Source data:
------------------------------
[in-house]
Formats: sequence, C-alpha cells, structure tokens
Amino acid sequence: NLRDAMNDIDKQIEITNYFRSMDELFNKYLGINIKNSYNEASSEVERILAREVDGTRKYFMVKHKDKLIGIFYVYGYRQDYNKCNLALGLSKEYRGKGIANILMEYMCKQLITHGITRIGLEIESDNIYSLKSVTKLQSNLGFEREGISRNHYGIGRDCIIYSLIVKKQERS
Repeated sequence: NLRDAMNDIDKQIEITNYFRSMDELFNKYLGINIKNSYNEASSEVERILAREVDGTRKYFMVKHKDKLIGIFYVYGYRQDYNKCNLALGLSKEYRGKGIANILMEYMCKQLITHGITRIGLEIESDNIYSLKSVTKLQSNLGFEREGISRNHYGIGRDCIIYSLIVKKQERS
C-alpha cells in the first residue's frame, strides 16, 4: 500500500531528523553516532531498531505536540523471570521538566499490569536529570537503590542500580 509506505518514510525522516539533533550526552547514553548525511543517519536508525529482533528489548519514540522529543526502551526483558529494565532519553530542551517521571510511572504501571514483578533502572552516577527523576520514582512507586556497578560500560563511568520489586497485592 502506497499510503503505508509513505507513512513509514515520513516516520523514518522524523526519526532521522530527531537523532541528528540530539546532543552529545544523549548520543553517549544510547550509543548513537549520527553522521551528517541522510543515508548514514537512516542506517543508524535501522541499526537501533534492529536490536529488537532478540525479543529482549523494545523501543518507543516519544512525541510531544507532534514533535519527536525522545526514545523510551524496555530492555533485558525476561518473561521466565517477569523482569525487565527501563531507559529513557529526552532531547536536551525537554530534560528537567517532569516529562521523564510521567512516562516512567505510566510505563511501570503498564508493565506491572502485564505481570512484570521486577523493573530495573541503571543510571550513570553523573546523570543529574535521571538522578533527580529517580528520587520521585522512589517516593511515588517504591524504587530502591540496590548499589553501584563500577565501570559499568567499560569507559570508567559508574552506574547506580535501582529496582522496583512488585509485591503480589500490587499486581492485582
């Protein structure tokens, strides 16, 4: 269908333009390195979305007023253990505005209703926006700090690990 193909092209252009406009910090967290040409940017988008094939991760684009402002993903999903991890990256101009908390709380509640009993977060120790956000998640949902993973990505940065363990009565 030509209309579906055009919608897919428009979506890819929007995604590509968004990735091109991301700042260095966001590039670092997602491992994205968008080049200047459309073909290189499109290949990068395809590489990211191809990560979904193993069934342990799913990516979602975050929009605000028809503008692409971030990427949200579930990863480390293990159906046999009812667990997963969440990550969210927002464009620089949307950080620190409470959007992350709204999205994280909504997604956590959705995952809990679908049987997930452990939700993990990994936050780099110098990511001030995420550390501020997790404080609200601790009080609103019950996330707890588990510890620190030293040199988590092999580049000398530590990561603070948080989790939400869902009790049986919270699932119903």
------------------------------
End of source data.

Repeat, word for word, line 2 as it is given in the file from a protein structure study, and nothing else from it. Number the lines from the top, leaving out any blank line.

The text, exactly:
Formats: sequence, C-alpha cells, structure tokens